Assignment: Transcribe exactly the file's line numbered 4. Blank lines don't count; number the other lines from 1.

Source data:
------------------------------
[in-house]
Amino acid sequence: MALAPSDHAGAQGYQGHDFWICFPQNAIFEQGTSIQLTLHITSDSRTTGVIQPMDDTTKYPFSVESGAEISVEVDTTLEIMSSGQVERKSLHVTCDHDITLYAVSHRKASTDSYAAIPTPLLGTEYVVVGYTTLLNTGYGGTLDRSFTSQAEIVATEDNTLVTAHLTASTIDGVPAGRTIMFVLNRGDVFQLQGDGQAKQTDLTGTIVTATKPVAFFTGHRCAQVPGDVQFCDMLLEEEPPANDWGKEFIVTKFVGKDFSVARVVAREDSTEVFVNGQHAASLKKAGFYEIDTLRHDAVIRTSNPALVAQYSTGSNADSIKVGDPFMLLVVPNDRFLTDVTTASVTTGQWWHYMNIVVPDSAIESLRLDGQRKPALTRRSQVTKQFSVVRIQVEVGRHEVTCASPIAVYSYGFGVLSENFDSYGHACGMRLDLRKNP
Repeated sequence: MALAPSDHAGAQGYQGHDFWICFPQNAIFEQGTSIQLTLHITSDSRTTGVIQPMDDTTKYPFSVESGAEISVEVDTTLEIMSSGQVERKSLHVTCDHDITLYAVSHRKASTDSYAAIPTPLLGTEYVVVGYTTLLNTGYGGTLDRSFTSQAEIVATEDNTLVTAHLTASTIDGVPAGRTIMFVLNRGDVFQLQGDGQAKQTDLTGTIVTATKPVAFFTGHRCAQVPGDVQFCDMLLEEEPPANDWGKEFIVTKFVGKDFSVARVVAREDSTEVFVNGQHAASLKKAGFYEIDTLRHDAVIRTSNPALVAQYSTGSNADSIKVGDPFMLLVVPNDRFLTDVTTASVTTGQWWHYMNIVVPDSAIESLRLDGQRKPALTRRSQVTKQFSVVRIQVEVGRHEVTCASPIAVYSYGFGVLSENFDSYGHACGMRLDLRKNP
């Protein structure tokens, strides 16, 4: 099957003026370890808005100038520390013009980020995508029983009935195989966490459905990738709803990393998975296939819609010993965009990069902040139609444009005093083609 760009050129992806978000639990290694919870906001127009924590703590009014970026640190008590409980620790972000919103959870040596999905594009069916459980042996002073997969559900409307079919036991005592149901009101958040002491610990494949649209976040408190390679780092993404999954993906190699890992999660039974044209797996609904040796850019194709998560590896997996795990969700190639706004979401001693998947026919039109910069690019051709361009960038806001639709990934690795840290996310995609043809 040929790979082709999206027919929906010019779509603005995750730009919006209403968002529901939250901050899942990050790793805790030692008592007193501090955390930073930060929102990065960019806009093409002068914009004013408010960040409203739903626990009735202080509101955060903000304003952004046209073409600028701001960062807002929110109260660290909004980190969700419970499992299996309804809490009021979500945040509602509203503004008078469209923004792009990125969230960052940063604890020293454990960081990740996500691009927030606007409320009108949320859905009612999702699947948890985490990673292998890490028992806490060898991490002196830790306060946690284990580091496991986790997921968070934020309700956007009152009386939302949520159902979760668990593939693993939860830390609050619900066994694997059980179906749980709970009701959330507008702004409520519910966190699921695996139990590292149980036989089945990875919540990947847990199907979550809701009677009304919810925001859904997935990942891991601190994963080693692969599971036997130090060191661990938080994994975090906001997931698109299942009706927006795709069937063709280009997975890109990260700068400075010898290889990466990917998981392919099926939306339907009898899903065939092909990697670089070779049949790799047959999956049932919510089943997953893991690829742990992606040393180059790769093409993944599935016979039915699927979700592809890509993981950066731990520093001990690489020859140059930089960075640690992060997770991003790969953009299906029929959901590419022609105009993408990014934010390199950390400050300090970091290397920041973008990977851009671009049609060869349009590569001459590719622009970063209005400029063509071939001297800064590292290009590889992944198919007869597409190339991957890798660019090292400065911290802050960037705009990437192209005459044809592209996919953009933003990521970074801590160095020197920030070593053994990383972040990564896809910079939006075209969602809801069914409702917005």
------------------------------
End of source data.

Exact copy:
């Protein structure tokens, strides 16, 4: 099957003026370890808005100038520390013009980020995508029983009935195989966490459905990738709803990393998975296939819609010993965009990069902040139609444009005093083609 760009050129992806978000639990290694919870906001127009924590703590009014970026640190008590409980620790972000919103959870040596999905594009069916459980042996002073997969559900409307079919036991005592149901009101958040002491610990494949649209976040408190390679780092993404999954993906190699890992999660039974044209797996609904040796850019194709998560590896997996795990969700190639706004979401001693998947026919039109910069690019051709361009960038806001639709990934690795840290996310995609043809 040929790979082709999206027919929906010019779509603005995750730009919006209403968002529901939250901050899942990050790793805790030692008592007193501090955390930073930060929102990065960019806009093409002068914009004013408010960040409203739903626990009735202080509101955060903000304003952004046209073409600028701001960062807002929110109260660290909004980190969700419970499992299996309804809490009021979500945040509602509203503004008078469209923004792009990125969230960052940063604890020293454990960081990740996500691009927030606007409320009108949320859905009612999702699947948890985490990673292998890490028992806490060898991490002196830790306060946690284990580091496991986790997921968070934020309700956007009152009386939302949520159902979760668990593939693993939860830390609050619900066994694997059980179906749980709970009701959330507008702004409520519910966190699921695996139990590292149980036989089945990875919540990947847990199907979550809701009677009304919810925001859904997935990942891991601190994963080693692969599971036997130090060191661990938080994994975090906001997931698109299942009706927006795709069937063709280009997975890109990260700068400075010898290889990466990917998981392919099926939306339907009898899903065939092909990697670089070779049949790799047959999956049932919510089943997953893991690829742990992606040393180059790769093409993944599935016979039915699927979700592809890509993981950066731990520093001990690489020859140059930089960075640690992060997770991003790969953009299906029929959901590419022609105009993408990014934010390199950390400050300090970091290397920041973008990977851009671009049609060869349009590569001459590719622009970063209005400029063509071939001297800064590292290009590889992944198919007869597409190339991957890798660019090292400065911290802050960037705009990437192209005459044809592209996919953009933003990521970074801590160095020197920030070593053994990383972040990564896809910079939006075209969602809801069914409702917005």